4. Facial injury

Car accidents and sports are common causes of injury to the face. Facial injuries are especially common in sports such as boxing, martial arts and football, but they can also be sustained in many other contact sports.

Facial injuries can very often result in a black eye or swelling that causes a feeling of tight pressure and pain around and behind the eyes.

In some cases, these injuries can cause a fracture of the eye socket, which can damage nerves and muscles around the eye, as well as the sinuses – this is an eye emergency.

If the eye socket has been fractured, you might expect symptoms like:

  • A flattening of the cheek, sometimes accompanied with severe pain when attempting to open the mouth.
  • Blurry or double vision, or a reduction in quality of vision
  • An appearance of the eye bulging or sinking into the socket
  • A black eye
  • Swelling around or near the eye
  • Loss of feeling in the face around the injured eye

If any of these signs appear, immediately seek emergency medical attention.

5. Toothache

Many people don’t connect problems with their teeth to problems with their eyes. However, tooth decay and other issues may sometimes cause the experience of pain and swelling around the eyes – this is often known as referred pain.

However, if the infection spreads from the teeth and gums to adjacent tissue in the face, this can cause significant swelling and pain to spread towards the ocular area of the face.

A July, 2007 case study in Malaysian Journal of Medical Sciences discusses an individual whose tooth infection spread to the region of his face around his left eye within 2 days, reducing his vision significantly. As the infection spread, the area around his eye became more swollen and painful.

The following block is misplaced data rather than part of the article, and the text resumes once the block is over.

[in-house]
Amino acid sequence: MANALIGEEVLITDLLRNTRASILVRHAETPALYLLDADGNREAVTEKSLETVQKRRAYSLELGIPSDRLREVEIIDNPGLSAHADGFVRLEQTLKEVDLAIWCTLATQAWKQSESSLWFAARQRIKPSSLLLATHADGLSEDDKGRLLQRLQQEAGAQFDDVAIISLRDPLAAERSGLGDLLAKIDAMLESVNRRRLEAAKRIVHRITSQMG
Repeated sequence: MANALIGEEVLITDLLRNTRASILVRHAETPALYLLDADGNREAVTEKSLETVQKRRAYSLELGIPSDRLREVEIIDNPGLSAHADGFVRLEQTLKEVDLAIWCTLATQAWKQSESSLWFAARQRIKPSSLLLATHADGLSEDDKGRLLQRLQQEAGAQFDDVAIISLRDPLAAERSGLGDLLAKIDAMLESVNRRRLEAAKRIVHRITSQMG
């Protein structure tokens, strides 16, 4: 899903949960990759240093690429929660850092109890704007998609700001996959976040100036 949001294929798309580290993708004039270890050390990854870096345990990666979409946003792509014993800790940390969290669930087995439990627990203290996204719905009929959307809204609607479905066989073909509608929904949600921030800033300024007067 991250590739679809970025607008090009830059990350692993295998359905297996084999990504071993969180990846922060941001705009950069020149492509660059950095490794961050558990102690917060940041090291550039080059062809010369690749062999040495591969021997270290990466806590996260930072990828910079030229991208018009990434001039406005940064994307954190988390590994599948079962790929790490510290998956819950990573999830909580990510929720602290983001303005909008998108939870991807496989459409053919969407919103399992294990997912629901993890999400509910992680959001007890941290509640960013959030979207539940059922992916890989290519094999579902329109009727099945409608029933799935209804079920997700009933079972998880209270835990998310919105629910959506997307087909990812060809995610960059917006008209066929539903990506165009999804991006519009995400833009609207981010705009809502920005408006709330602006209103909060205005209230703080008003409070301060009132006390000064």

6. Optic neuritis

Optic neuritis is a condition that is often linked with Multiple Sclerosis (MS), as 50% of people with MS will experience this condition. Optic neuritis is often one of the first signs that a person has MS.

This condition occurs when the optic nerve, which connects to the back of the eye and carries visual signals to the brain, begins to swell, often as a result of infection. This can cause eye pain and temporary loss of vision in one or both eyes, and can take between 4 and 12 weeks to improve.

Beyond eye pain and loss of vision, other symptoms of optic neuritis include:

  • Blurred vision, most noticeable when you’re hot
  • Hypersensitivity to light
  • A complete or partial loss of color vision

7. Graves’ disease

Also known as hyperthyroidism, Graves’ disease results from an overactive immune system attacking the thyroid.

This causes the thyroid to overproduce the hormone thyroxine, which is responsible for regulating metabolism. This overproduction can cause swelling in the muscles, tissues and fats in the face, including around the eyes.

When this happens, the eye begins to bulge from the socket, causing problems with the eye, including an inability to move the eyeball.

The swelling that results from Graves’ disease can cause a feeling of pressure behind the eyes.

Other eye-related symptoms of Graves’ disease include:

When to contact your optometrist?

Anytime you feel pressure or pain behind your eye, please contact your eye doctor immediately.

This is especially true If you experience additional symptoms such as fever, bulging eyes, loss of vision, facial swelling or frequent headaches.

LEARN MORE: Guide to Eye Exams

If you feel pressure or pain around or behind your eyes, schedule an appointment with your eye doctor immediately.

Any time pain or pressure in or around the eyes is experienced, there is a high chance this is caused by an eye condition and it’s recommended to contact your eye doctor immediately.